As we enter our classrooms, today and in the coming weeks, we must recognize that many students feel unsafe and vulnerable in their own country and classrooms, and that this fear is not conducive to living nor learning. As educators we are supposed to remain “neutral,” but we need not remain silent in that neutrality. It is crucial we do speak, that we make space for conversations, and that we listen.

But how do we do this? Where do we start? What do we say, and how do we say it?

While I don’t have the answers, I recognize that no one has the answers – only ideas. It is with this in mind I share with you two resources to support you in the coming weeks:

“Teach them, third, how to be responsible members of a civic society. Teach them how to engage in discussion—not for the sake of winning, but for the sake of understanding and being understood. Students need to learn…to question taken-for-granted assumptions, to see their own biases, to take feedback, to challenge one another. We need to teach students how to disagree—with love and respect. These skills will be priceless in the coming months and years as we work to build a democratic society that protects the rights of all people ― regardless of the cooperation or resistance those efforts face from the executive branch.”

  • Some guidance from Teaching Tolerance’s post The Day After:
    • Begin within. Prepare yourself first to engage in difficult conversations surrounding the various topics—racism, civil rights, immigration and so forth—that the election has raised. Then develop a game plan to do so with students. The distinct life experiences, cultures, languages and backgrounds represented in your classroom can lead to high-stakes conversations that are uncomfortable at times. Work to draw a connection between the diversity of our country and the diversity in your classroom.
    • Get back to instruction. This is not to imply that you have pushed instruction aside, but the election season has taken its toll on us all. So think of this as a time to press “reset.” Try new instructional strategies. Talk to a fellow educator about a lesson that works well in their class. Use a new read aloud or app. Step outside of your box and go for that project or unit you always wanted to try. Focusing on delivering new, exciting instructional content to your kids is a way to reinvigorate the classroom and yourself.
    • Strengthen your classroom community. Think about the go-to strategies for building a classroom community. Choose some activities in which students build relationships and understanding with each other. For example, play a collaborative game together or break out a classic morning meeting book. These types of activities can help transcend politics and breathe life into a divided classroom.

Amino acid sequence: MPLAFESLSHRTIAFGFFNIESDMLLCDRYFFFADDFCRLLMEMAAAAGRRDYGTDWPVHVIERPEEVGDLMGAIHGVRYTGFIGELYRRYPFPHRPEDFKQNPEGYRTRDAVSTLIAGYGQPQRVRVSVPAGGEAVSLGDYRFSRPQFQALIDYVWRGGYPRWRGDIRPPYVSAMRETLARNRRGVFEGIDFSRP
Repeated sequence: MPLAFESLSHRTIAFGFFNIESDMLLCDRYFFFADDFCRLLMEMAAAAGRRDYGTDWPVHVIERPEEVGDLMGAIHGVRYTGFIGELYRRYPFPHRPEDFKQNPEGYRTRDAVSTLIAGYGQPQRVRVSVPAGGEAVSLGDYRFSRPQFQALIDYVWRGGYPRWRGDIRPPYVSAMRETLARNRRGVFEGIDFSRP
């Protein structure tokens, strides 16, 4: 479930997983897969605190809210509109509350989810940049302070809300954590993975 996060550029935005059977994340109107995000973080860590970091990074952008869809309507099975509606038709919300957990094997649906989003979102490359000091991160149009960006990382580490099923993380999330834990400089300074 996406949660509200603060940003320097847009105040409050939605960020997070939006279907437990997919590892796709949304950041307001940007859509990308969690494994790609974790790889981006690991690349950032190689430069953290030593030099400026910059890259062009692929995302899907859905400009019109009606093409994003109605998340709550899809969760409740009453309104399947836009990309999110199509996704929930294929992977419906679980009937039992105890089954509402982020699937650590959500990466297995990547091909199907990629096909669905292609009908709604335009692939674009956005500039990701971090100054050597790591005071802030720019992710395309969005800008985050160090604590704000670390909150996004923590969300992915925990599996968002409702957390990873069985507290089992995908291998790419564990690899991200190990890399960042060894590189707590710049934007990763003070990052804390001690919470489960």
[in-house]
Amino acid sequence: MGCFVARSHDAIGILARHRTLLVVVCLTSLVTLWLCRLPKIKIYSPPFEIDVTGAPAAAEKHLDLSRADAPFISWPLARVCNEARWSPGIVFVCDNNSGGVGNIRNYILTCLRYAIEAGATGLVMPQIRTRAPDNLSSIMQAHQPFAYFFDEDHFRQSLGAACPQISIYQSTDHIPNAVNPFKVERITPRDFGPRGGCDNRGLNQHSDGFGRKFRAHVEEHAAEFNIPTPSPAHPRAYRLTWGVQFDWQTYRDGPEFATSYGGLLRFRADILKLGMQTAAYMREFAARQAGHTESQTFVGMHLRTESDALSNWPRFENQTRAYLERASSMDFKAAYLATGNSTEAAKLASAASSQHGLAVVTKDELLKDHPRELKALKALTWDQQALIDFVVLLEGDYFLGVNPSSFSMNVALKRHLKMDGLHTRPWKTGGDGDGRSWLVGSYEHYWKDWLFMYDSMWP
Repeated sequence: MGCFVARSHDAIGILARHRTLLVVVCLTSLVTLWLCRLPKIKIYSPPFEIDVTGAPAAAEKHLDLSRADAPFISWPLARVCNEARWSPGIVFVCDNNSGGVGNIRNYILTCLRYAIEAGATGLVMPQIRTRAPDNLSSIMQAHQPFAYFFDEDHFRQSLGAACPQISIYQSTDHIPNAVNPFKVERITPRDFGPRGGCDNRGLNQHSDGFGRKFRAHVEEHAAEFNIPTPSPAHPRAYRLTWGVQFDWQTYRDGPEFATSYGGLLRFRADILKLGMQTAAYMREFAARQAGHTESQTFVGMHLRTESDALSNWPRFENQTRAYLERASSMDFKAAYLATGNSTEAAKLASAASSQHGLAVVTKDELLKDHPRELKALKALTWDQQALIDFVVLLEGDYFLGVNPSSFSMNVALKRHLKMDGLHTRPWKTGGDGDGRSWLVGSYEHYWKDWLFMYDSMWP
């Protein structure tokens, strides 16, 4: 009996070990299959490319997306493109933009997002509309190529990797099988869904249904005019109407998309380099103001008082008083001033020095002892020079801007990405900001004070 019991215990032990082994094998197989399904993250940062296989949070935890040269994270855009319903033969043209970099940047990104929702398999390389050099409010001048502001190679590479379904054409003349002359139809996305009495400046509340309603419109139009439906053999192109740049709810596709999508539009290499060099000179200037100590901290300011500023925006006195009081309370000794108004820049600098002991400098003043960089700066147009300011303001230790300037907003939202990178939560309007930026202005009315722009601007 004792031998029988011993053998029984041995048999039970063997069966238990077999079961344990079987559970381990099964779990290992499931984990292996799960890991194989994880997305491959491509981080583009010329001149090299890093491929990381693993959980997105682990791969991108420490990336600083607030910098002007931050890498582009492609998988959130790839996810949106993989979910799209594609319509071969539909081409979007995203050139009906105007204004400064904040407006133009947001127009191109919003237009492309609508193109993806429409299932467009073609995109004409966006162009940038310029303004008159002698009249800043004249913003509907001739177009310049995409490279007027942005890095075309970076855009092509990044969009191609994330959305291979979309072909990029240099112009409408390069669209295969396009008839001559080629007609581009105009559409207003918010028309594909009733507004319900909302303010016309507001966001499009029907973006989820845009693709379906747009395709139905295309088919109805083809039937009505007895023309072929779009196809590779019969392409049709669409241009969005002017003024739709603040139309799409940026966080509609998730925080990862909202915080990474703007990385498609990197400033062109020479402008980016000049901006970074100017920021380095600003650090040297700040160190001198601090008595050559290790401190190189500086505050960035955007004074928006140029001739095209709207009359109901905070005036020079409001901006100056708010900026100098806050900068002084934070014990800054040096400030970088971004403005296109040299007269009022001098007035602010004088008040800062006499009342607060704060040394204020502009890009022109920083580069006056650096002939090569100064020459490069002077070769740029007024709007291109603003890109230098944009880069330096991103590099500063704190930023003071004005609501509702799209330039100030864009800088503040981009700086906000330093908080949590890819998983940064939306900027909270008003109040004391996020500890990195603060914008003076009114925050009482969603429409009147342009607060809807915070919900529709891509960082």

• Create space for reflection. As adults, we have our hopes for what this next presidency will accomplish. We have specific issues that are personal and close to us. The same is true for your students. Share with them your thoughts, and allow them to share theirs with you and their classmates. Students are often more apt to put these types of thoughts down on paper, so consider a related journaling activity.
    • Discuss what respect means. In a recent Teaching Tolerance survey, teachers mentioned over 500 times that respect is the number one rule in their classrooms. Think about spending some time breaking down the essence of respect with students. What is it? Who gets it and why give it? Find ways to encourage students to pay respect to the democratic process and the office of the presidency itself, regardless of who occupies the executive seat. Emphasize that using a critical lens and holding our elected officials accountable is not the same as being disrespectful or uncivil.
    • Look—and plan—ahead. New presidential administrations tout goals for their “first 100 days” in office. There is a great deal of strategic planning involved. How about the next 100 days in your classroom? What will you focus on? What standards will you cover? What accomplishments await your students at the end? Consider involving students in 100-day plans of their own (for example, class projects or individualized plans to reach a reading level or similar achievement).
    • Talk about losing with grace. One candidate will lose this election, and countless people will have poured their time, energy and hopes into that person’s campaign. Take the opportunity to talk with your students about what happens when you try really hard for something—and you don’t get it. This could be in sports, academics, personal relationships or something else. Remind them that we all lose and confront failure, but it’s how we recover that matters.

Wishes of strength in the coming weeks,

Hania